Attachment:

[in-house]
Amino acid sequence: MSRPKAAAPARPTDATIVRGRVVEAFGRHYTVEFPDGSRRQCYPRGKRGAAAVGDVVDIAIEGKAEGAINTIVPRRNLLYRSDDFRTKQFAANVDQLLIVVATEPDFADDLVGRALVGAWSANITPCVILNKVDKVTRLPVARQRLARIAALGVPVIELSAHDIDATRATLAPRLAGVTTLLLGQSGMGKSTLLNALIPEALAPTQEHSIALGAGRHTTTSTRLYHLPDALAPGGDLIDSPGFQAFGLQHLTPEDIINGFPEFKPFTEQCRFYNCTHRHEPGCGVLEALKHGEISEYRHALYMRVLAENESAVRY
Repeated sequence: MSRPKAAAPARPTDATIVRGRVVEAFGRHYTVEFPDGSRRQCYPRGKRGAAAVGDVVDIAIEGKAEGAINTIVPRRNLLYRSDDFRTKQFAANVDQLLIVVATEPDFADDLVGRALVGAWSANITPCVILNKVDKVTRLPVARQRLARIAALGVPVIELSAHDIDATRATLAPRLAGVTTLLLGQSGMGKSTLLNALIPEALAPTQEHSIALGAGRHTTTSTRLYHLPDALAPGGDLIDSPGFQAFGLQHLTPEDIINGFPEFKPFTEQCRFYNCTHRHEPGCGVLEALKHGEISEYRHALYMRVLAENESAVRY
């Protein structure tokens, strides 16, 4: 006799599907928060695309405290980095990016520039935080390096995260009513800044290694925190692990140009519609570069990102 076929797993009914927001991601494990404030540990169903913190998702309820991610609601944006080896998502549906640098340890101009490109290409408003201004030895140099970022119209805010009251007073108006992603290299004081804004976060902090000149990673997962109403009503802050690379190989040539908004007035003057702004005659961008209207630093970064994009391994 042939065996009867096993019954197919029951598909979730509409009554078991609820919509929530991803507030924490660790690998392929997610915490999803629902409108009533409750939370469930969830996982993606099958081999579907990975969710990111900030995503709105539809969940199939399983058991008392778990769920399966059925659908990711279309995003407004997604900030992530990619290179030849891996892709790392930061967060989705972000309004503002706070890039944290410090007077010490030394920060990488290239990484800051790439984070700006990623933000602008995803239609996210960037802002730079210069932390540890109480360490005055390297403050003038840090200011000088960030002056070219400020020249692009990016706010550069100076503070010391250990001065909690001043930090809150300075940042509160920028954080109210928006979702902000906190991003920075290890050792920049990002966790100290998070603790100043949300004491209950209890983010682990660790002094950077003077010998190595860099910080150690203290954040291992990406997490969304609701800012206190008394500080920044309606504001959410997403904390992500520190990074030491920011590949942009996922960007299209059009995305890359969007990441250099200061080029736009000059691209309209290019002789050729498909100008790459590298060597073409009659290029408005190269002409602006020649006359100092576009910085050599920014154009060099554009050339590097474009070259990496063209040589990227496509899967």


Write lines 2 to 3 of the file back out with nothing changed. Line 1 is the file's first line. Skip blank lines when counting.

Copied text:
Amino acid sequence: MSRPKAAAPARPTDATIVRGRVVEAFGRHYTVEFPDGSRRQCYPRGKRGAAAVGDVVDIAIEGKAEGAINTIVPRRNLLYRSDDFRTKQFAANVDQLLIVVATEPDFADDLVGRALVGAWSANITPCVILNKVDKVTRLPVARQRLARIAALGVPVIELSAHDIDATRATLAPRLAGVTTLLLGQSGMGKSTLLNALIPEALAPTQEHSIALGAGRHTTTSTRLYHLPDALAPGGDLIDSPGFQAFGLQHLTPEDIINGFPEFKPFTEQCRFYNCTHRHEPGCGVLEALKHGEISEYRHALYMRVLAENESAVRY
Repeated sequence: MSRPKAAAPARPTDATIVRGRVVEAFGRHYTVEFPDGSRRQCYPRGKRGAAAVGDVVDIAIEGKAEGAINTIVPRRNLLYRSDDFRTKQFAANVDQLLIVVATEPDFADDLVGRALVGAWSANITPCVILNKVDKVTRLPVARQRLARIAALGVPVIELSAHDIDATRATLAPRLAGVTTLLLGQSGMGKSTLLNALIPEALAPTQEHSIALGAGRHTTTSTRLYHLPDALAPGGDLIDSPGFQAFGLQHLTPEDIINGFPEFKPFTEQCRFYNCTHRHEPGCGVLEALKHGEISEYRHALYMRVLAENESAVRY